5 Faithful asserter of thy country's cause,

Britain with tears shall bathe thy glorious wound; She for thy safety shall enlarge her laws,

And in her statutes shall thy worth be found. 1 See Swift's prose works. Guiscard was an ex-abbot; became a colonel — then a spy on the English Court-was discovered, and stabbed Harley at the council before which he was sisted. Harley survived; but the assassin died of some wounds he received in the scuffle, in a few days.

6 Yet midst her sighs she triumphs, on the hand

Reflecting, that diffused the public woe; A stranger to her altars, and her land;

No son of hers could meditate this blow.

7 Meantime thy pain is gracious Anna's care ;

Our queen, our saint, with sacrificing breath, Softens thy anguish; in her powerful prayer

She pleads thy service, and forbids thy death.

8 Great as thou art, thou canst demand no more,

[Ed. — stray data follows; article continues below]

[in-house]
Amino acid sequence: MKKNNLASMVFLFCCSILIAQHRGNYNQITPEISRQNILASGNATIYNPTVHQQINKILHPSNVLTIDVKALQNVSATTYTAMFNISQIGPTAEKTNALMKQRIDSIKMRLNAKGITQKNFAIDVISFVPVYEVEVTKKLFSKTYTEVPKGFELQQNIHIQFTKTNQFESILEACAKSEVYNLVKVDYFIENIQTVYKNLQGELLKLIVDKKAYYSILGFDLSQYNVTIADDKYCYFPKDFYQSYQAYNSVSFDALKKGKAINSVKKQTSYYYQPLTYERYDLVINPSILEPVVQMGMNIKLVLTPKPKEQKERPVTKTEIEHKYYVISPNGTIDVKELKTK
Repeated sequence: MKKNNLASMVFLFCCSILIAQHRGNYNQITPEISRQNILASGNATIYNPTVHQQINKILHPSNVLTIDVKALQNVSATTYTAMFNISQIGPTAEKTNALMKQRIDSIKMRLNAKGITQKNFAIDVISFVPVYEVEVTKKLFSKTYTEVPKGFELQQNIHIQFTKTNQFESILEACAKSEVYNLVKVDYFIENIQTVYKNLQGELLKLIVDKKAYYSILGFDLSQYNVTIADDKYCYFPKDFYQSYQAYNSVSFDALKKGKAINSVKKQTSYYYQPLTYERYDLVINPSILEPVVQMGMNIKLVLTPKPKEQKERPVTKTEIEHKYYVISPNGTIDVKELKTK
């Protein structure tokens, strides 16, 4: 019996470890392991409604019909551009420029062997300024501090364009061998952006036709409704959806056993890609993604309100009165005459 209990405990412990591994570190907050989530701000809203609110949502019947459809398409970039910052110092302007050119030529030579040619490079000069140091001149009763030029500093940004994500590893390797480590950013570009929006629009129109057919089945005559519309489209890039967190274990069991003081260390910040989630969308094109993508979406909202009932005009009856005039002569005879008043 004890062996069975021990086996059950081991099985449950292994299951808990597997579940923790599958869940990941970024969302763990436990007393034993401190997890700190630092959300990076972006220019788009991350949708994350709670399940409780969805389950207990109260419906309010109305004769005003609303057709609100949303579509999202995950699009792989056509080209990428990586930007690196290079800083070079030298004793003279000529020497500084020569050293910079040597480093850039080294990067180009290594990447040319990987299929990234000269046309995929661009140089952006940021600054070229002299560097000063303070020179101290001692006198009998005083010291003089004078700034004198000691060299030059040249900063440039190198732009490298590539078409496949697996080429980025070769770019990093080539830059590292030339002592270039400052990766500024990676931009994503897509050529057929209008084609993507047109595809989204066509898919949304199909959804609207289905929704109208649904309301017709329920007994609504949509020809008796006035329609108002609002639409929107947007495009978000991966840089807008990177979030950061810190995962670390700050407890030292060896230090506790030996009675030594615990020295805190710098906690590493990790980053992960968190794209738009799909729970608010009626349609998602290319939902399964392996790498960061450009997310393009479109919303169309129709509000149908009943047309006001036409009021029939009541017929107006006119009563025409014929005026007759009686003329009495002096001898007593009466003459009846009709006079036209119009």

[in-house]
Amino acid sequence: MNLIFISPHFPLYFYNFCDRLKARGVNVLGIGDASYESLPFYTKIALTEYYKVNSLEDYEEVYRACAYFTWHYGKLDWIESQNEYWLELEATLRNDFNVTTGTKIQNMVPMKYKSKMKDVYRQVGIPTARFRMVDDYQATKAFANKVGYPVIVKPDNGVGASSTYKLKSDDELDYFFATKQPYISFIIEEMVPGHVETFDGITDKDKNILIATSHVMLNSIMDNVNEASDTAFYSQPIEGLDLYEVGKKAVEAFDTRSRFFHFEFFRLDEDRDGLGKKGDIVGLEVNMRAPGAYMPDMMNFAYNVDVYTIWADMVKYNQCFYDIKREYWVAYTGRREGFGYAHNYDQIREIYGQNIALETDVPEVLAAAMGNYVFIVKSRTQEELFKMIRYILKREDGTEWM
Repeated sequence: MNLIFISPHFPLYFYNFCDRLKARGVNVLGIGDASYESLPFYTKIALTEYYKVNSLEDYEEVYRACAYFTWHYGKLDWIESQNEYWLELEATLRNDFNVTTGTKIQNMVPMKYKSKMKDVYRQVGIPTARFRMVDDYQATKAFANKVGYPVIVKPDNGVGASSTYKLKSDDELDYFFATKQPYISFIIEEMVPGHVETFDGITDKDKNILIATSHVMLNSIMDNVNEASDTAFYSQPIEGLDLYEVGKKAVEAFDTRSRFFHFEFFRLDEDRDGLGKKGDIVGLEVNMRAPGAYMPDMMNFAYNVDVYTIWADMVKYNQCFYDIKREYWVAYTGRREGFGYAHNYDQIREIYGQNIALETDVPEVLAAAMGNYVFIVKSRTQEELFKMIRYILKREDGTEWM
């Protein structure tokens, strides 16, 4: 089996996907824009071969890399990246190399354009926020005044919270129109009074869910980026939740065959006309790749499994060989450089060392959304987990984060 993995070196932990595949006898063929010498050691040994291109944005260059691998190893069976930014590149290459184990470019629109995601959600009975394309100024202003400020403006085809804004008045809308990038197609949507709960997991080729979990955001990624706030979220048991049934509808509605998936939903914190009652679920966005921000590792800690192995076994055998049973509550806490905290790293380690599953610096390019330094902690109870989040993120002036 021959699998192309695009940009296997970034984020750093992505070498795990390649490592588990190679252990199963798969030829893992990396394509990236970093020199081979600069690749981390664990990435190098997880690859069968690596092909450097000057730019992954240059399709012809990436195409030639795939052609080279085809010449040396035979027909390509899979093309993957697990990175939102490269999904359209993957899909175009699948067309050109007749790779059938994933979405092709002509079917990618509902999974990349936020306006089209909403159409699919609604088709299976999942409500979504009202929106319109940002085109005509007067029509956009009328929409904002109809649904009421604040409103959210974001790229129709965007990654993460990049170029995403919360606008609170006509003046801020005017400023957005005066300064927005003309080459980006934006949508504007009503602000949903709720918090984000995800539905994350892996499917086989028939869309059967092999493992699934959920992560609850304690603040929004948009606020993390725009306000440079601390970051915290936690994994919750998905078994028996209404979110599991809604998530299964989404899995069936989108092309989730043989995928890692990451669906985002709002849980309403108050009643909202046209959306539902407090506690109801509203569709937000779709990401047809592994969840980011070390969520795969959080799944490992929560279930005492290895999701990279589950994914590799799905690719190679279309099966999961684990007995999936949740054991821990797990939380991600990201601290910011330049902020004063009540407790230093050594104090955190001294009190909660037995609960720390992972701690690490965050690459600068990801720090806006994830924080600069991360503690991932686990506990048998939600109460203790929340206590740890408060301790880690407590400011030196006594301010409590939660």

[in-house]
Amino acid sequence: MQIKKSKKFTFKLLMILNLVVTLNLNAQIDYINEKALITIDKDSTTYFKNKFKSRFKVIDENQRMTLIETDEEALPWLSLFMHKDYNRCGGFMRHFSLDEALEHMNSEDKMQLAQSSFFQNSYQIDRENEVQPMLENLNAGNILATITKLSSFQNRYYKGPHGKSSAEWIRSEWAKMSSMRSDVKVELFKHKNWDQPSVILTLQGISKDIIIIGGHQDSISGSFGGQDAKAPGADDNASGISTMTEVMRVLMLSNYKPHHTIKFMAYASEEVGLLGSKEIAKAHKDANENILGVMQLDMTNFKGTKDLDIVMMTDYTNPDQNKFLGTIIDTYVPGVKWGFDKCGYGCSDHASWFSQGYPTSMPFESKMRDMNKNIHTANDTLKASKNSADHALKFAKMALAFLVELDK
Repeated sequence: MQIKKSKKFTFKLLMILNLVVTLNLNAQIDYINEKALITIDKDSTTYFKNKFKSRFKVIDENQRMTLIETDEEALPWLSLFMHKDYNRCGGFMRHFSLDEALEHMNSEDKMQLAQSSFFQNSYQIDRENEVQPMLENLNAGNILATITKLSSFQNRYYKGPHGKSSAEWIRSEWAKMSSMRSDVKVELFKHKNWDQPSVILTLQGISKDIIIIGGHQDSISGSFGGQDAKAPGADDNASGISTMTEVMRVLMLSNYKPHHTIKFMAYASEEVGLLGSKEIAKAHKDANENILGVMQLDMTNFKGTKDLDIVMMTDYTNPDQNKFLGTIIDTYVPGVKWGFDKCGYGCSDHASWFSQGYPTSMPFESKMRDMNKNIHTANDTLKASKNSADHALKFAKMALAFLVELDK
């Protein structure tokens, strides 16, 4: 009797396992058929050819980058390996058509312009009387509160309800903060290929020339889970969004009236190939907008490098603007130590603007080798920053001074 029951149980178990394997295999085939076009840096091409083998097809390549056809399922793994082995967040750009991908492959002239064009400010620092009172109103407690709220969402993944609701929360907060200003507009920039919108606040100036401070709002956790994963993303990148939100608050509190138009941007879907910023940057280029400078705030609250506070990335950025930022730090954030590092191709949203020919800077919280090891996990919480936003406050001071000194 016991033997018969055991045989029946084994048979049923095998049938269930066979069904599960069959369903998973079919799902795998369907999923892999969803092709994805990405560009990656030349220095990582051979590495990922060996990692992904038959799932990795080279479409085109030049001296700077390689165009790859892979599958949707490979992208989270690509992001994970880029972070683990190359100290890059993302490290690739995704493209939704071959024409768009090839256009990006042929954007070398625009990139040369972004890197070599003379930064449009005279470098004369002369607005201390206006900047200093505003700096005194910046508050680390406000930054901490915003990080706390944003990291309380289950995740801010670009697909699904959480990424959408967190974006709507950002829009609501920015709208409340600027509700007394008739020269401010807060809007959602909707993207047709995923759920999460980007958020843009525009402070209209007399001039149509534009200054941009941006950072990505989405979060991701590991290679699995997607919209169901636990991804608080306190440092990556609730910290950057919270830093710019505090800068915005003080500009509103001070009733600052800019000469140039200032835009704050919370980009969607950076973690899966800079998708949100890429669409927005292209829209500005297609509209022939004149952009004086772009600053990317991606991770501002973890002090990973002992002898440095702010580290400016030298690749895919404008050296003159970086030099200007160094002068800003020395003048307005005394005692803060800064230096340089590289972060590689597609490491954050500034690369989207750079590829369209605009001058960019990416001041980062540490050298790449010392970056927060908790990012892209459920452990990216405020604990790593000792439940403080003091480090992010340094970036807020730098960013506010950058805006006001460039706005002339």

O breast bewailed by earth, preserved by heaven! No higher can aspiring virtue soar;

Enough to thee of grief, and fame is given.




Our weekly friends to-morrow meet
At Matthew's palace, in Duke Street,
To try for once, if they can dine
On bacon-ham, and mutton-chine.
If wearied with the great affairs,
Which Britain trusts to Harley's cares,
Thou, humble statesman, mayst descend,
Thy mind one moment to unbend,
To see thy servant from his soul
Crown with thy health the sprightly bowl:
Among the guests, which e'er my house
Received, it never can produce
Of honour a more glorious proof;
Though Dorset used to bless the roof.


« הקודםהמשך »